Be clear: a new intensive speech treatment for adults with nonprogressive dysarthria

Park, Stacie, Theodoros, Deborah, Finch, Emma and Cardell, Elizabeth (2016) Be clear: a new intensive speech treatment for adults with nonprogressive dysarthria. American Journal of Speech-Language Pathology, 25 1: 97-110. doi:10.1044/2015_AJSLP-14-0113

Author Park, Stacie
Theodoros, Deborah
Finch, Emma
Cardell, Elizabeth
Title Be clear: a new intensive speech treatment for adults with nonprogressive dysarthria
Journal name American Journal of Speech-Language Pathology   Check publisher's open access policy
ISSN 1058-0360
Publication date 2016-02
Sub-type Article (original research)
DOI 10.1044/2015_AJSLP-14-0113
Open Access Status Not Open Access
Volume 25
Issue 1
Start page 97
End page 110
Total pages 14
Place of publication Rockville, MD, United States
Publisher American Speech-Language-Hearing Association
Collection year 2017
Language eng
Formatted abstract
Purpose This article describes the effects of a new intensive dysarthria treatment program (Be Clear) on speech intelligibility in adults with dysarthria secondary to stroke and traumatic brain injury.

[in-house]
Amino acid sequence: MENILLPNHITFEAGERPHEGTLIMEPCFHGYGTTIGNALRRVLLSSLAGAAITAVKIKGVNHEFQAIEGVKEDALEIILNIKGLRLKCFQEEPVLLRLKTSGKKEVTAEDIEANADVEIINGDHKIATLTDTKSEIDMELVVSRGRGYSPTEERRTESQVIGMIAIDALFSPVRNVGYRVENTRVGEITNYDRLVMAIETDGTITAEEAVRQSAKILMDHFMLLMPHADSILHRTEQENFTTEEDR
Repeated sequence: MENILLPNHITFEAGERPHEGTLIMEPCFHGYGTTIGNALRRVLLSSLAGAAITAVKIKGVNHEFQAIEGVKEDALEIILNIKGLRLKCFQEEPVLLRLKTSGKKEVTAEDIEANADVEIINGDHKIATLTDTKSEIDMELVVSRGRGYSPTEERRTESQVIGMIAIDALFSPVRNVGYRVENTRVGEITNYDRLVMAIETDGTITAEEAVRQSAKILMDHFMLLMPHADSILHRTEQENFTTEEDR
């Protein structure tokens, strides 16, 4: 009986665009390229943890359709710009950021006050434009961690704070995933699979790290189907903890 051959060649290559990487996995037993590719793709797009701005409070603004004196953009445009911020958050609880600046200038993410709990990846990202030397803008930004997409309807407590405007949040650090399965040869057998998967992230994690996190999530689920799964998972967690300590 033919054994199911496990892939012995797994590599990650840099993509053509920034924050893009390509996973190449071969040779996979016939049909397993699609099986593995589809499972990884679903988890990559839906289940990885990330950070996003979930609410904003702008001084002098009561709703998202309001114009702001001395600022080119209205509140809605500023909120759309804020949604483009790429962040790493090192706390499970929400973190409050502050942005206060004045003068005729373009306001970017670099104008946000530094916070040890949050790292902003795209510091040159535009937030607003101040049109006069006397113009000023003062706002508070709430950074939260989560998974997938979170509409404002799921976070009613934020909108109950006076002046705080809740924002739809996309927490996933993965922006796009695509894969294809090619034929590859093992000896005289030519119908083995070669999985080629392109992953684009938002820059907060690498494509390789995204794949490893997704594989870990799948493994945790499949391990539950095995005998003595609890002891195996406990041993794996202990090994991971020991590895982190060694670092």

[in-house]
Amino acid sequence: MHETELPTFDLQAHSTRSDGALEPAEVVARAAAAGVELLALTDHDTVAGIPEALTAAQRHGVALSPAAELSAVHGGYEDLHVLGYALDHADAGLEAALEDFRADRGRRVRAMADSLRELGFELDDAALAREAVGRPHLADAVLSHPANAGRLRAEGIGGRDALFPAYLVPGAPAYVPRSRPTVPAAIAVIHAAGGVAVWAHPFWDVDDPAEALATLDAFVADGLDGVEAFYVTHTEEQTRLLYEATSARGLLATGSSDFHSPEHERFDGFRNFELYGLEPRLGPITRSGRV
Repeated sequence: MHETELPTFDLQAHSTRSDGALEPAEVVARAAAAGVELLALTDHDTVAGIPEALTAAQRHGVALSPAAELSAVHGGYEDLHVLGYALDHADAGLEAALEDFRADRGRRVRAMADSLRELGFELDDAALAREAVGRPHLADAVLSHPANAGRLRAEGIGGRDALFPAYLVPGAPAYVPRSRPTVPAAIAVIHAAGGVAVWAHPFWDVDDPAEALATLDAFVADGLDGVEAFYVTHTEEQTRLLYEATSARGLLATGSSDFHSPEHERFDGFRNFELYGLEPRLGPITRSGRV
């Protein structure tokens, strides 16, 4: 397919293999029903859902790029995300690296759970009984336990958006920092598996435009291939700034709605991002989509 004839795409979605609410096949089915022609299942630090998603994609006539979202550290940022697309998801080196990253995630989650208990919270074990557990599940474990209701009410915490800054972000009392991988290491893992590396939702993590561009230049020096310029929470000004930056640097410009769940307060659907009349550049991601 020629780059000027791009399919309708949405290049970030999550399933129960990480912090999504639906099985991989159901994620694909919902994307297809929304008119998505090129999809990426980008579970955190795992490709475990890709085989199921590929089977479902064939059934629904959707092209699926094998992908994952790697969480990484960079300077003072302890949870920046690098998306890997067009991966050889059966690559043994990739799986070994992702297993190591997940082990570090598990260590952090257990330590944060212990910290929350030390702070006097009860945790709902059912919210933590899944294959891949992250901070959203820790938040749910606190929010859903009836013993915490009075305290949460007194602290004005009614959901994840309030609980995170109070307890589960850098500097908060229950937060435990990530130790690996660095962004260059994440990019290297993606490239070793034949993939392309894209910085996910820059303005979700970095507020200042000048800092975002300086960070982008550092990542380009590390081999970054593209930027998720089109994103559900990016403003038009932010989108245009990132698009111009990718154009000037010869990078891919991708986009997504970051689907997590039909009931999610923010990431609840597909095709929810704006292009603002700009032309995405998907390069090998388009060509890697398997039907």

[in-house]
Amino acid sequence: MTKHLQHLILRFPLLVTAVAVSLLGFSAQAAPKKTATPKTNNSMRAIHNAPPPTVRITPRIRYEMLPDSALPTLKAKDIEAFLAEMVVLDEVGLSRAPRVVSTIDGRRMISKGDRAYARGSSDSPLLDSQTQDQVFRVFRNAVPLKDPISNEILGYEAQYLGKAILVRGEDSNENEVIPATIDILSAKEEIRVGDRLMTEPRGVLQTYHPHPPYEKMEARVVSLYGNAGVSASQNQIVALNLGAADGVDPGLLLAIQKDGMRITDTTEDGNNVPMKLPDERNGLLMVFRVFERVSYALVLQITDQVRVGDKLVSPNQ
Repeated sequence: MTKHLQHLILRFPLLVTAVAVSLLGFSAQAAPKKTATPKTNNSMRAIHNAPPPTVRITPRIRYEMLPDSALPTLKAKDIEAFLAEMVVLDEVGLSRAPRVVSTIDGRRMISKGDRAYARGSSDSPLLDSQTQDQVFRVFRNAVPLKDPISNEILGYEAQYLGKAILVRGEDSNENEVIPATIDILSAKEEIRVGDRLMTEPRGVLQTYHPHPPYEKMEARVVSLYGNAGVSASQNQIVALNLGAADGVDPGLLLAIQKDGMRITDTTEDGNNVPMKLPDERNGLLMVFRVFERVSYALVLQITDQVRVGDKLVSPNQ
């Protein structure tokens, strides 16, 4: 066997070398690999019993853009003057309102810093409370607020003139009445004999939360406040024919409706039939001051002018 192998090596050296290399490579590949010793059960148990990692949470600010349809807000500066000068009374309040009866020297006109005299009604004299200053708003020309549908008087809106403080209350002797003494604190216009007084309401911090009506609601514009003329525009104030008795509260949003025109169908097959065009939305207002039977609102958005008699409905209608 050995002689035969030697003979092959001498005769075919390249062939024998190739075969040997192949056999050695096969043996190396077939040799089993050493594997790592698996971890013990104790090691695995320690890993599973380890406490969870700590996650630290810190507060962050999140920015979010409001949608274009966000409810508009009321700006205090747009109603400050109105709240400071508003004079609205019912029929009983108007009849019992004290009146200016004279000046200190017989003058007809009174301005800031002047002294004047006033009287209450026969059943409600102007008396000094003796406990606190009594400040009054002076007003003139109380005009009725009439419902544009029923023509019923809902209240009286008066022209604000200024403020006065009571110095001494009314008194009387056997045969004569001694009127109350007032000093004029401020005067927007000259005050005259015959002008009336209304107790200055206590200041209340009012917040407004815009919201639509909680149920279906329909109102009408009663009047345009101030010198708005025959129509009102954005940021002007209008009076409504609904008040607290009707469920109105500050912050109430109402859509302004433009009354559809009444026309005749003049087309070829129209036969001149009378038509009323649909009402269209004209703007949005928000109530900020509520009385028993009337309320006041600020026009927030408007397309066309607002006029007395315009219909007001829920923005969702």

Method A small group–repeated measures research design was used to examine the effects of treatment on the speech of 8 participants with nonprogressive dysarthria. Treatment consisted of a 1-hr prepractice session followed by 1-hr therapy sessions, 4 times per week, for 4 weeks (16 sessions). Paired-comparison ratings of speech intelligibility served as the primary outcome measure for the study. Perceptual data, quality of life, and communication partner opinion were obtained at 3 time intervals: (a) prior to treatment, (b) immediately posttreatment, and (c) 1–3 months posttreatment.

Results Following treatment, group data demonstrated substantial improvements in speech intelligibility as perceived by naive listeners on a paired-comparison rating task. Word intelligibility was clinically significantly improved posttreatment and sentence intelligibility demonstrated statistically significant improvement. Communication partner ratings of speech intelligibility and overall communicative function were statistically significantly improved posttreatment.

Conclusions The results of this study suggest that this new intensive treatment may have potential as an effective intervention for nonprogressive dysarthria. However, controlled studies are required to establish treatment efficacy.
Q-Index Code C1
Q-Index Status Provisional Code
Institutional Status UQ

Document type: Journal Article
Sub-type: Article (original research)
Collections: HERDC Pre-Audit
School of Health and Rehabilitation Sciences Publications
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